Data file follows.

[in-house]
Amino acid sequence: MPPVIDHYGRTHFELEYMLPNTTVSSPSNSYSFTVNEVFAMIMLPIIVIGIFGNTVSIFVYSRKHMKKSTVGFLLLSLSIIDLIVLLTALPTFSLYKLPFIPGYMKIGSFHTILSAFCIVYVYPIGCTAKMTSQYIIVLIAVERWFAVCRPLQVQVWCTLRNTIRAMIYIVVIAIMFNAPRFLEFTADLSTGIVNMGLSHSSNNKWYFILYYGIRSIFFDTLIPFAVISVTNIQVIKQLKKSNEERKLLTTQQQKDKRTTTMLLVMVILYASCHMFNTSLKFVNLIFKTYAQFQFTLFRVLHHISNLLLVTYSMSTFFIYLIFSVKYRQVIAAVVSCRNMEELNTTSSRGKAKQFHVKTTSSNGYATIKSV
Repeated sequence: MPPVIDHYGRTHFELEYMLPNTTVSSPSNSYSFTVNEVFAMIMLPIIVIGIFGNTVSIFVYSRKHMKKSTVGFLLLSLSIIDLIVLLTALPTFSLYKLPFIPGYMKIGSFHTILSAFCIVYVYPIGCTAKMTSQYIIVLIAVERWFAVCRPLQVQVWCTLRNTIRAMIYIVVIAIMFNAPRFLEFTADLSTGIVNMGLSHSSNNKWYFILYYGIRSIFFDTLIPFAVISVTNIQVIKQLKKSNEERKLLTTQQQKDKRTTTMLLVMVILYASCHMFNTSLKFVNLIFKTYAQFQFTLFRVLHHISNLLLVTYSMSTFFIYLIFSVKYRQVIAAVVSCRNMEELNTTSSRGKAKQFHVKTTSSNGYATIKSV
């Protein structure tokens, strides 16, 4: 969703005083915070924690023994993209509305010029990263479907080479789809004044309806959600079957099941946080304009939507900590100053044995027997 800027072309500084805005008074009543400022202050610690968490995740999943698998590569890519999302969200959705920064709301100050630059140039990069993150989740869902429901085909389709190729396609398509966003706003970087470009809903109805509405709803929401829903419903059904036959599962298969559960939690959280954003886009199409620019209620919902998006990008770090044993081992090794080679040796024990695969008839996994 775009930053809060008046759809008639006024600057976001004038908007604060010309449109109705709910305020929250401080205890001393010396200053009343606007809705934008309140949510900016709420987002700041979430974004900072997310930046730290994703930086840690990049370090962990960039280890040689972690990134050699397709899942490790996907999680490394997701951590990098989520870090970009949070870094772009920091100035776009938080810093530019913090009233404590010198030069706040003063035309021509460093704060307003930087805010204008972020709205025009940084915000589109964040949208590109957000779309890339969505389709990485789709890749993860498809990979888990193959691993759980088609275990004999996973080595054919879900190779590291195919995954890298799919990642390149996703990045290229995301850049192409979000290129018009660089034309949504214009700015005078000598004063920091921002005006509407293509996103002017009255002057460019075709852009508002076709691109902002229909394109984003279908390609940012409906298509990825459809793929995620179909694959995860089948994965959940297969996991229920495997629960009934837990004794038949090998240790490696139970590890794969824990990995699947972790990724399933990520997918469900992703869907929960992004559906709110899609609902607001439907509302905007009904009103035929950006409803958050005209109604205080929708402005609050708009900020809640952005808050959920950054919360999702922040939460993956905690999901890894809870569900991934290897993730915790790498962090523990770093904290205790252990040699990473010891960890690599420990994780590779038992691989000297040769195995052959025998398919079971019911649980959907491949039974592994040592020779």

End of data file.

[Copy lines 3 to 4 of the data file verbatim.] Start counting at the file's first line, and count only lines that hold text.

Repeated sequence: MPPVIDHYGRTHFELEYMLPNTTVSSPSNSYSFTVNEVFAMIMLPIIVIGIFGNTVSIFVYSRKHMKKSTVGFLLLSLSIIDLIVLLTALPTFSLYKLPFIPGYMKIGSFHTILSAFCIVYVYPIGCTAKMTSQYIIVLIAVERWFAVCRPLQVQVWCTLRNTIRAMIYIVVIAIMFNAPRFLEFTADLSTGIVNMGLSHSSNNKWYFILYYGIRSIFFDTLIPFAVISVTNIQVIKQLKKSNEERKLLTTQQQKDKRTTTMLLVMVILYASCHMFNTSLKFVNLIFKTYAQFQFTLFRVLHHISNLLLVTYSMSTFFIYLIFSVKYRQVIAAVVSCRNMEELNTTSSRGKAKQFHVKTTSSNGYATIKSV
């Protein structure tokens, strides 16, 4: 969703005083915070924690023994993209509305010029990263479907080479789809004044309806959600079957099941946080304009939507900590100053044995027997 800027072309500084805005008074009543400022202050610690968490995740999943698998590569890519999302969200959705920064709301100050630059140039990069993150989740869902429901085909389709190729396609398509966003706003970087470009809903109805509405709803929401829903419903059904036959599962298969559960939690959280954003886009199409620019209620919902998006990008770090044993081992090794080679040796024990695969008839996994 775009930053809060008046759809008639006024600057976001004038908007604060010309449109109705709910305020929250401080205890001393010396200053009343606007809705934008309140949510900016709420987002700041979430974004900072997310930046730290994703930086840690990049370090962990960039280890040689972690990134050699397709899942490790996907999680490394997701951590990098989520870090970009949070870094772009920091100035776009938080810093530019913090009233404590010198030069706040003063035309021509460093704060307003930087805010204008972020709205025009940084915000589109964040949208590109957000779309890339969505389709990485789709890749993860498809990979888990193959691993759980088609275990004999996973080595054919879900190779590291195919995954890298799919990642390149996703990045290229995301850049192409979000290129018009660089034309949504214009700015005078000598004063920091921002005006509407293509996103002017009255002057460019075709852009508002076709691109902002229909394109984003279908390609940012409906298509990825459809793929995620179909694959995860089948994965959940297969996991229920495997629960009934837990004794038949090998240790490696139970590890794969824990990995699947972790990724399933990520997918469900992703869907929960992004559906709110899609609902607001439907509302905007009904009103035929950006409803958050005209109604205080929708402005609050708009900020809640952005808050959920950054919360999702922040939460993956905690999901890894809870569900991934290897993730915790790498962090523990770093904290205790252990040699990473010891960890690599420990994780590779038992691989000297040769195995052959025998398919079971019911649980959907491949039974592994040592020779």